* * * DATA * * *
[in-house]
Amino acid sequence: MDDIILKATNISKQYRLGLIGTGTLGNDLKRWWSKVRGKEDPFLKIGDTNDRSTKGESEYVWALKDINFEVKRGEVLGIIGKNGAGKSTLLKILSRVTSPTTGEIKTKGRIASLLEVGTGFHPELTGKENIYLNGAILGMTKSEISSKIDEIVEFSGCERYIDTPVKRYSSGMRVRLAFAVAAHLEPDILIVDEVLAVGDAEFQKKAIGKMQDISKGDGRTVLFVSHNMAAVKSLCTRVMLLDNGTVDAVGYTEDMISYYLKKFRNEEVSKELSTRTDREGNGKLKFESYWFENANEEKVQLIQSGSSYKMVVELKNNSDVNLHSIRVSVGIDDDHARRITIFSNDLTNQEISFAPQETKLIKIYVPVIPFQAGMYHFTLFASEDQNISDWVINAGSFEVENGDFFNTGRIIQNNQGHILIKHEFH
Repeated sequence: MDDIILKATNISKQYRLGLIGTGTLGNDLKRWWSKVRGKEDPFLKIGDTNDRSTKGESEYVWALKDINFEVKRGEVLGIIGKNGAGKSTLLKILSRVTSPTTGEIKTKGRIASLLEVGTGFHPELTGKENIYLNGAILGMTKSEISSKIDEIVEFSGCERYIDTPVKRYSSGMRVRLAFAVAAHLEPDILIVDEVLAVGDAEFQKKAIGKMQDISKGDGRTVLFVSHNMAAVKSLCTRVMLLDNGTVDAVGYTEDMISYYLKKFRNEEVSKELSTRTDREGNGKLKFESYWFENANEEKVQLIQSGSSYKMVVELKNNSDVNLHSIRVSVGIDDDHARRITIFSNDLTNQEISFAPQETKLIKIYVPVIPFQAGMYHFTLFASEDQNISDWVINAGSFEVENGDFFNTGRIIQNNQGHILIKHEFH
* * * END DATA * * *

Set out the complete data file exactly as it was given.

[in-house]
Amino acid sequence: MDDIILKATNISKQYRLGLIGTGTLGNDLKRWWSKVRGKEDPFLKIGDTNDRSTKGESEYVWALKDINFEVKRGEVLGIIGKNGAGKSTLLKILSRVTSPTTGEIKTKGRIASLLEVGTGFHPELTGKENIYLNGAILGMTKSEISSKIDEIVEFSGCERYIDTPVKRYSSGMRVRLAFAVAAHLEPDILIVDEVLAVGDAEFQKKAIGKMQDISKGDGRTVLFVSHNMAAVKSLCTRVMLLDNGTVDAVGYTEDMISYYLKKFRNEEVSKELSTRTDREGNGKLKFESYWFENANEEKVQLIQSGSSYKMVVELKNNSDVNLHSIRVSVGIDDDHARRITIFSNDLTNQEISFAPQETKLIKIYVPVIPFQAGMYHFTLFASEDQNISDWVINAGSFEVENGDFFNTGRIIQNNQGHILIKHEFH
Repeated sequence: MDDIILKATNISKQYRLGLIGTGTLGNDLKRWWSKVRGKEDPFLKIGDTNDRSTKGESEYVWALKDINFEVKRGEVLGIIGKNGAGKSTLLKILSRVTSPTTGEIKTKGRIASLLEVGTGFHPELTGKENIYLNGAILGMTKSEISSKIDEIVEFSGCERYIDTPVKRYSSGMRVRLAFAVAAHLEPDILIVDEVLAVGDAEFQKKAIGKMQDISKGDGRTVLFVSHNMAAVKSLCTRVMLLDNGTVDAVGYTEDMISYYLKKFRNEEVSKELSTRTDREGNGKLKFESYWFENANEEKVQLIQSGSSYKMVVELKNNSDVNLHSIRVSVGIDDDHARRITIFSNDLTNQEISFAPQETKLIKIYVPVIPFQAGMYHFTLFASEDQNISDWVINAGSFEVENGDFFNTGRIIQNNQGHILIKHEFH